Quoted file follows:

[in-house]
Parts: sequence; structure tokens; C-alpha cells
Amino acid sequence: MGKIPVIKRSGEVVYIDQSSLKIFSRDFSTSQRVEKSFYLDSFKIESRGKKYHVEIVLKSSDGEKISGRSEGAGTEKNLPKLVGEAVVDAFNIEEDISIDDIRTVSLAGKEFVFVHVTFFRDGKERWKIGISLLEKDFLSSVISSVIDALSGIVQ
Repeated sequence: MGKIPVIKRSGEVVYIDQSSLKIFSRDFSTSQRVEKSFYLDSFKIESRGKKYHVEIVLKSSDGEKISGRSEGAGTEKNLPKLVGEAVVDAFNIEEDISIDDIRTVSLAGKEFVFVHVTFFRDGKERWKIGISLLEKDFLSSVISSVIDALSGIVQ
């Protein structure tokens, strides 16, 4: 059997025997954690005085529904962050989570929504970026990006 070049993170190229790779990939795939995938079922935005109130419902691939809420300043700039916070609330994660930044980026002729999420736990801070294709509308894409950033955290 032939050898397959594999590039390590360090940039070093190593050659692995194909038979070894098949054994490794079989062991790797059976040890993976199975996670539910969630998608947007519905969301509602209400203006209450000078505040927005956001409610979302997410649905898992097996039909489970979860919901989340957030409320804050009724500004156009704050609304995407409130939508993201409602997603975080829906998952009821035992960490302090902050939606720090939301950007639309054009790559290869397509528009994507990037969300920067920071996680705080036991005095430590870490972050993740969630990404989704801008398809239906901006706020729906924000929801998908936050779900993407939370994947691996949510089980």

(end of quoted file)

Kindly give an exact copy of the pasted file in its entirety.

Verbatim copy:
[in-house]
Parts: sequence; structure tokens; C-alpha cells
Amino acid sequence: MGKIPVIKRSGEVVYIDQSSLKIFSRDFSTSQRVEKSFYLDSFKIESRGKKYHVEIVLKSSDGEKISGRSEGAGTEKNLPKLVGEAVVDAFNIEEDISIDDIRTVSLAGKEFVFVHVTFFRDGKERWKIGISLLEKDFLSSVISSVIDALSGIVQ
Repeated sequence: MGKIPVIKRSGEVVYIDQSSLKIFSRDFSTSQRVEKSFYLDSFKIESRGKKYHVEIVLKSSDGEKISGRSEGAGTEKNLPKLVGEAVVDAFNIEEDISIDDIRTVSLAGKEFVFVHVTFFRDGKERWKIGISLLEKDFLSSVISSVIDALSGIVQ
């Protein structure tokens, strides 16, 4: 059997025997954690005085529904962050989570929504970026990006 070049993170190229790779990939795939995938079922935005109130419902691939809420300043700039916070609330994660930044980026002729999420736990801070294709509308894409950033955290 032939050898397959594999590039390590360090940039070093190593050659692995194909038979070894098949054994490794079989062991790797059976040890993976199975996670539910969630998608947007519905969301509602209400203006209450000078505040927005956001409610979302997410649905898992097996039909489970979860919901989340957030409320804050009724500004156009704050609304995407409130939508993201409602997603975080829906998952009821035992960490302090902050939606720090939301950007639309054009790559290869397509528009994507990037969300920067920071996680705080036991005095430590870490972050993740969630990404989704801008398809239906901006706020729906924000929801998908936050779900993407939370994947691996949510089980």